When I heard that they were going to be making a new Ravnica block, I knew I would eventually be putting together a Full Ravnica Cube, much like my Full Mirrodin Cube I’ve talked about a few times in the past. Now that I’ve drafted a bunch of times with Return to Ravnica and Gatecrash, my brain is churning with a ton of ideas of how the old block and the new one could interact in a Limited environment. I’ve decided that I’m not going to wait until Dragon’s Maze to start hammering out a list, as it should be pretty easy to just make an update when the set does come out.
This adds a layer of strategy that other Cube formats lacks, and I think it is going to be insanely fun when I actually sit down and draft with my friends. I’m getting goose bumps just thinking about it. Of course, drafting in this way requires considerably more work to set up beforehand and clean up afterward. I think the extra work more than makes up for it, but there’s certainly nothing wrong with shuffling up the whole Cube and drafting it normally. I’m probably going to have premade packs ready to go so that I don’t put the burden on my players to figure out my Byzantine system.
This week, I’m going to address the logistics of putting this together. This is going to be the toughest Cube project I’ve undertaken in terms of design, so I’m going to proceed carefully. The first step is figuring out which cards belong to which guild. I thought about a few different ways of doing this, but I think the following rule is best:
I’m imposing this rule because it’s nice and simple. It’s really easy to be drawn into arguments about non-aligned cards being lumped in with a particular guild. Having a clear-cut rule here makes everything else down the line a lot less of a pain in the ass. It especially makes cleanup at the end of the Draft a lot easier since you don’t have to remember which card goes where. The only exceptions are the multicolored planeswalkers (Vraska the Unseen and Domri Rade . . . so far). They technically don’t have a watermark on them, but it makes sense to group them with Golgari and Gruul respectively.
I’m going to shoot for a 460-card Cube. That’s been roughly the size of my previous Cubes, and it’s been working out well. That means I’m looking at 207 guildless cards and 25 or 26 cards per guild. If you’re planning on building your own with a different number of cards, you’ll have to adjust your numbers accordingly.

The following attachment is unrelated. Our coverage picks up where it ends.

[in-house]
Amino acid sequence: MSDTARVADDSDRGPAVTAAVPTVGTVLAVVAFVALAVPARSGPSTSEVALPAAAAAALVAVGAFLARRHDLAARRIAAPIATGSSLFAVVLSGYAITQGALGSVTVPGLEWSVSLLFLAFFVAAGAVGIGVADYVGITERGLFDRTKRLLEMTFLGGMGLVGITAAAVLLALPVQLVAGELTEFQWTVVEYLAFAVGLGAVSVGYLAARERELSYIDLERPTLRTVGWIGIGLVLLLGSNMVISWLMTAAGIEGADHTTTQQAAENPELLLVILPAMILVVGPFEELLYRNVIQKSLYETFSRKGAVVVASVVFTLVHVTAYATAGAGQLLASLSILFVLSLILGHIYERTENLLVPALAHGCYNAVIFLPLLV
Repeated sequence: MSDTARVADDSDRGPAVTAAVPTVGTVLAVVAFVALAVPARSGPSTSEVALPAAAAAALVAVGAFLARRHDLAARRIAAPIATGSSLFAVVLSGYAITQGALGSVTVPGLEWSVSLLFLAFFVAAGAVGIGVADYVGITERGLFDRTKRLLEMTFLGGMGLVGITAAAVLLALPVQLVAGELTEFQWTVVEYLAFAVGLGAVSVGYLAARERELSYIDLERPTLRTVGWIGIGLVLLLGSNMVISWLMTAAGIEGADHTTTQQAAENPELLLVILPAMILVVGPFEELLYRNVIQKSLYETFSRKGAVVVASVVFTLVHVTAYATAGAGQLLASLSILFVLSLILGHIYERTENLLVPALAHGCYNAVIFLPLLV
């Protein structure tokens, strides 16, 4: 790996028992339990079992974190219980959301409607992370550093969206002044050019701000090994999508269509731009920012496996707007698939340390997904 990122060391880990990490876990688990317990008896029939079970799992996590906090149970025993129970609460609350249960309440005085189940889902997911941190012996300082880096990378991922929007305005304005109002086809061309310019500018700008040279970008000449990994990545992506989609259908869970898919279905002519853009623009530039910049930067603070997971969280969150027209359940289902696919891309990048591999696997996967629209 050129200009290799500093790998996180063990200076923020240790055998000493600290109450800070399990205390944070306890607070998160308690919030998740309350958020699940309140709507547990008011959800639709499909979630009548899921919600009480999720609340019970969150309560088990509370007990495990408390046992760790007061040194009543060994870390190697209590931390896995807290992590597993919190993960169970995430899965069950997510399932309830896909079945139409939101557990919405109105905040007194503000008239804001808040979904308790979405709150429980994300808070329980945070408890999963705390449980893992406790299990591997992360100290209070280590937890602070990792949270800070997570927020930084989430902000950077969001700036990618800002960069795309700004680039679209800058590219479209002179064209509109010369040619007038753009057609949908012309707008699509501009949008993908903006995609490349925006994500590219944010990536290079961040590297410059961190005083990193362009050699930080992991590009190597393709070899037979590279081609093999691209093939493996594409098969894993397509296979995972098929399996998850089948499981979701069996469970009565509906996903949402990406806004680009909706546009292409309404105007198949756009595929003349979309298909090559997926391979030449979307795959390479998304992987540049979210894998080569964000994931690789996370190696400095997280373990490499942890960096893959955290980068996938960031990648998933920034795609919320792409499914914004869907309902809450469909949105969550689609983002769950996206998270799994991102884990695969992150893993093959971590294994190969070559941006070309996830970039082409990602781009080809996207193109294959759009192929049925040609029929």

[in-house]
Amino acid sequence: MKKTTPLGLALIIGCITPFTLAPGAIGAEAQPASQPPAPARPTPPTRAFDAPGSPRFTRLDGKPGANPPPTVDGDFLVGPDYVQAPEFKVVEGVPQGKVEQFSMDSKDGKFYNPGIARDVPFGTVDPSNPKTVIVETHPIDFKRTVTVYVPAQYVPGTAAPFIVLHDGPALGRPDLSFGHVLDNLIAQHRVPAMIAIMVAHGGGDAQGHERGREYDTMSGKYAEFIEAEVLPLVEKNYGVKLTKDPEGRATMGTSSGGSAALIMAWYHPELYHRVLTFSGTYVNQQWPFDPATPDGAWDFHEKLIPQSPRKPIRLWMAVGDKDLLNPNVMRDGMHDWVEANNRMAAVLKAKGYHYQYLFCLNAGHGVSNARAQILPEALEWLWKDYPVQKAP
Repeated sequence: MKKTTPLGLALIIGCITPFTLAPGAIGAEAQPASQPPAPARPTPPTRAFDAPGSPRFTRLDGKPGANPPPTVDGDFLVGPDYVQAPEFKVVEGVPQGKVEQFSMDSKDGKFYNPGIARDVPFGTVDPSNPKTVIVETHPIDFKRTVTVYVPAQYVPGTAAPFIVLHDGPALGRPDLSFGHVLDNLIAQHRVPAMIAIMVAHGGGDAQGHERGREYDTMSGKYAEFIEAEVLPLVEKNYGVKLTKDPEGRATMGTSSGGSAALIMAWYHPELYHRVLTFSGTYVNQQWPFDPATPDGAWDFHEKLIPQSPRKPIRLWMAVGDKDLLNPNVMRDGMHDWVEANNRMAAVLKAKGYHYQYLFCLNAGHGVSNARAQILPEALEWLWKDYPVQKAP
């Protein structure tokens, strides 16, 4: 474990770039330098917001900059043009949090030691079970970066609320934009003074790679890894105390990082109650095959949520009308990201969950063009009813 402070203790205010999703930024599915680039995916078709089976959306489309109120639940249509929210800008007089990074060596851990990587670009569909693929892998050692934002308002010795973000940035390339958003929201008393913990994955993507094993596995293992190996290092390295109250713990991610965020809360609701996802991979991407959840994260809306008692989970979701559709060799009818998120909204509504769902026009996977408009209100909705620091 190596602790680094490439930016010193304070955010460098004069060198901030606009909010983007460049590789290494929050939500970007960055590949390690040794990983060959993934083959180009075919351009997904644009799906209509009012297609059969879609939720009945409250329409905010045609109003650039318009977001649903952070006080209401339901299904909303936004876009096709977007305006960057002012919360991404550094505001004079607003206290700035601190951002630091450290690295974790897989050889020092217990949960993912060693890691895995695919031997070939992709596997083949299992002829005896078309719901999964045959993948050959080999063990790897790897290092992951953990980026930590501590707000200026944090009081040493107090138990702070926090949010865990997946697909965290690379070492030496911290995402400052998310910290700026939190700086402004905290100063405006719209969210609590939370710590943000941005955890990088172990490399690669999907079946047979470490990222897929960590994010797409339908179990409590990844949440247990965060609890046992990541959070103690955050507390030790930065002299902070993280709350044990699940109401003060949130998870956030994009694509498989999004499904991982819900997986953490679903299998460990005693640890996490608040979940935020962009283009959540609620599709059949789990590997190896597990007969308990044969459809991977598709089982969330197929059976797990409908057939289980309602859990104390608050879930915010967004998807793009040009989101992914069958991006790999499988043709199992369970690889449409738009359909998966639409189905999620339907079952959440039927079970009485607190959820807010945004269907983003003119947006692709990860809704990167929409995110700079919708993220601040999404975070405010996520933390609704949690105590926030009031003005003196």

I’ve thought about whether to figure out the guild cards first and then the guildless cards or the other way around. I think because the guildless cards allow for a lot more flexibility and I can fill holes where I see fit with them, the best approach is figuring out the cards for each guild first and then addressing any color balance or curve issues with the guildless cards. I have a pretty good idea of which guildless cards are on the short list, whether because they’re unilaterally sweet or because they have particularly good interactions with one or more Guilds. We’ll get to those in a future article.
- Include the guild cycles: the Guildmages, the Signets, the guild leaders, the guild champions, and so on.
- Include the “important” commons and uncommons that were high picks in Draft.
- Pay attention to how mechanics interact between the old Block and the current one.
- Don’t forget curve fillers and sideboard cards.
Now let’s see this in action with my favorite guild: Dimir. In triple-Ravnica, Dimir decks were highly focused on a mill strategy, but as the format grew with additional sets, that became less viable. The guild still was great for card advantage and controlling your opponent’s threats. In Gatecrash, the mill theme still exists, but it is nowhere near as successfully as it once was. Good Dimir decks (they exist; I assure you) play more of a tempo game with evasive creatures backed up by counterspells, bounce, and removal.
I’d like both types of decks to be viable, and there should be plenty of cards in a third color that can support Dimir, whether you’re looking for additional defensive creatures and removal or more cheap, evasive threats. Esper control is just as good here as in most Cube formats. A G/U/B deck that mills itself looking for dredge cards and creatures with scavenge can be viable as well. Let’s work out cards that are making the short list:
Szadek, Lord of Secrets, Circu, Dimir Lobotomist, Dimir Signet, Dimir Aqueduct, Duskmantle, House of Shadow, Watery Grave, Dimir Guildmage, Dimir Charm, Dimir Guildgate, Dimir Keyrune, Lazav, Dimir Mastermind, Duskmantle Guildmage
That leaves room for two or three more role-players. My creature count is a bit low, so I’ll add two creatures that I happen to like: Nightveil Specter and Dinrova Horror. If you’re following along, you don’t have to copy exactly, and I certainly understand if you’re constrained on card availability. I can guarantee that my actual list will be quite a few cards off my ideal list for that reason. This is more about the process than the actual result.
All right, so this gives us our Dimir list:
Next week, I’ll be going through a few more guilds. Feel free to leave me a comment if you want me to feature your favorite guild. Happy cubing, and I’ll see you next time.
arcticninja on Magic Online